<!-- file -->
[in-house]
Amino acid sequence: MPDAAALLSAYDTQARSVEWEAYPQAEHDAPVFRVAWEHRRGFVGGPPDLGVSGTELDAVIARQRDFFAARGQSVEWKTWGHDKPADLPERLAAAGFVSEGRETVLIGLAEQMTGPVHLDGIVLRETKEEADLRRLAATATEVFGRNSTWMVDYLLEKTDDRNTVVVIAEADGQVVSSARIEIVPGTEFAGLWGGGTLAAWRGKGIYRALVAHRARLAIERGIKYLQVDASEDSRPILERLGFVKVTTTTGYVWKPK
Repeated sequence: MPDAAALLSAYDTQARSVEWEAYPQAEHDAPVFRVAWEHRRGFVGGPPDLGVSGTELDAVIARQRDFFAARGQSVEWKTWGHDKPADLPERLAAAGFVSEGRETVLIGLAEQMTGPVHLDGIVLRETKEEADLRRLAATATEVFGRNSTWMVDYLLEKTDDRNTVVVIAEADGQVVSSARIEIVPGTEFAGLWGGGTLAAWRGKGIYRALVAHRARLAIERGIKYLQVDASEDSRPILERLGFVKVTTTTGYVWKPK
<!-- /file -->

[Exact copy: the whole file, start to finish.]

[in-house]
Amino acid sequence: MPDAAALLSAYDTQARSVEWEAYPQAEHDAPVFRVAWEHRRGFVGGPPDLGVSGTELDAVIARQRDFFAARGQSVEWKTWGHDKPADLPERLAAAGFVSEGRETVLIGLAEQMTGPVHLDGIVLRETKEEADLRRLAATATEVFGRNSTWMVDYLLEKTDDRNTVVVIAEADGQVVSSARIEIVPGTEFAGLWGGGTLAAWRGKGIYRALVAHRARLAIERGIKYLQVDASEDSRPILERLGFVKVTTTTGYVWKPK
Repeated sequence: MPDAAALLSAYDTQARSVEWEAYPQAEHDAPVFRVAWEHRRGFVGGPPDLGVSGTELDAVIARQRDFFAARGQSVEWKTWGHDKPADLPERLAAAGFVSEGRETVLIGLAEQMTGPVHLDGIVLRETKEEADLRRLAATATEVFGRNSTWMVDYLLEKTDDRNTVVVIAEADGQVVSSARIEIVPGTEFAGLWGGGTLAAWRGKGIYRALVAHRARLAIERGIKYLQVDASEDSRPILERLGFVKVTTTTGYVWKPK